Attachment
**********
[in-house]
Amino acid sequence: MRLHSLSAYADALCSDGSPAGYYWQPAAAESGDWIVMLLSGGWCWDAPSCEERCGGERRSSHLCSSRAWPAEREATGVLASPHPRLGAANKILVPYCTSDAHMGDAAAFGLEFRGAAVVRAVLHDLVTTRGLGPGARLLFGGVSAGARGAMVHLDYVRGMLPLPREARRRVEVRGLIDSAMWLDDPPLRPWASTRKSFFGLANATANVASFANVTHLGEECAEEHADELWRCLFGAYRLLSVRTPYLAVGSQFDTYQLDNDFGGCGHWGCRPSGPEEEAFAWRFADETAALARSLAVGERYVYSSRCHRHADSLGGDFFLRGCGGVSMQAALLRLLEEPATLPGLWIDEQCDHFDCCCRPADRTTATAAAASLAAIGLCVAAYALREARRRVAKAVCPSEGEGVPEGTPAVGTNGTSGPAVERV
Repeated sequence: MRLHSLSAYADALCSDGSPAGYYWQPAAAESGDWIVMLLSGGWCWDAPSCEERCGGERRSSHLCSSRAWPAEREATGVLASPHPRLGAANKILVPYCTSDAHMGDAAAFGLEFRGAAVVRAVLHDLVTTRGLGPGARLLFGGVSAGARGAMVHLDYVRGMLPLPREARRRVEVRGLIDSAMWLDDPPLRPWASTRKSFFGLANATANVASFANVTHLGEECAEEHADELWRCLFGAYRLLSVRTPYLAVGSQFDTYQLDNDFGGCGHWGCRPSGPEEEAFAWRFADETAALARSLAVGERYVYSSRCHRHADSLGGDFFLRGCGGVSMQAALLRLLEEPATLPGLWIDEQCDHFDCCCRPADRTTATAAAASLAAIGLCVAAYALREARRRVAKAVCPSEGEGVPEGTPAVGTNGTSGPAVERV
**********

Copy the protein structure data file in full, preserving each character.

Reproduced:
[in-house]
Amino acid sequence: MRLHSLSAYADALCSDGSPAGYYWQPAAAESGDWIVMLLSGGWCWDAPSCEERCGGERRSSHLCSSRAWPAEREATGVLASPHPRLGAANKILVPYCTSDAHMGDAAAFGLEFRGAAVVRAVLHDLVTTRGLGPGARLLFGGVSAGARGAMVHLDYVRGMLPLPREARRRVEVRGLIDSAMWLDDPPLRPWASTRKSFFGLANATANVASFANVTHLGEECAEEHADELWRCLFGAYRLLSVRTPYLAVGSQFDTYQLDNDFGGCGHWGCRPSGPEEEAFAWRFADETAALARSLAVGERYVYSSRCHRHADSLGGDFFLRGCGGVSMQAALLRLLEEPATLPGLWIDEQCDHFDCCCRPADRTTATAAAASLAAIGLCVAAYALREARRRVAKAVCPSEGEGVPEGTPAVGTNGTSGPAVERV
Repeated sequence: MRLHSLSAYADALCSDGSPAGYYWQPAAAESGDWIVMLLSGGWCWDAPSCEERCGGERRSSHLCSSRAWPAEREATGVLASPHPRLGAANKILVPYCTSDAHMGDAAAFGLEFRGAAVVRAVLHDLVTTRGLGPGARLLFGGVSAGARGAMVHLDYVRGMLPLPREARRRVEVRGLIDSAMWLDDPPLRPWASTRKSFFGLANATANVASFANVTHLGEECAEEHADELWRCLFGAYRLLSVRTPYLAVGSQFDTYQLDNDFGGCGHWGCRPSGPEEEAFAWRFADETAALARSLAVGERYVYSSRCHRHADSLGGDFFLRGCGGVSMQAALLRLLEEPATLPGLWIDEQCDHFDCCCRPADRTTATAAAASLAAIGLCVAAYALREARRRVAKAVCPSEGEGVPEGTPAVGTNGTSGPAVERV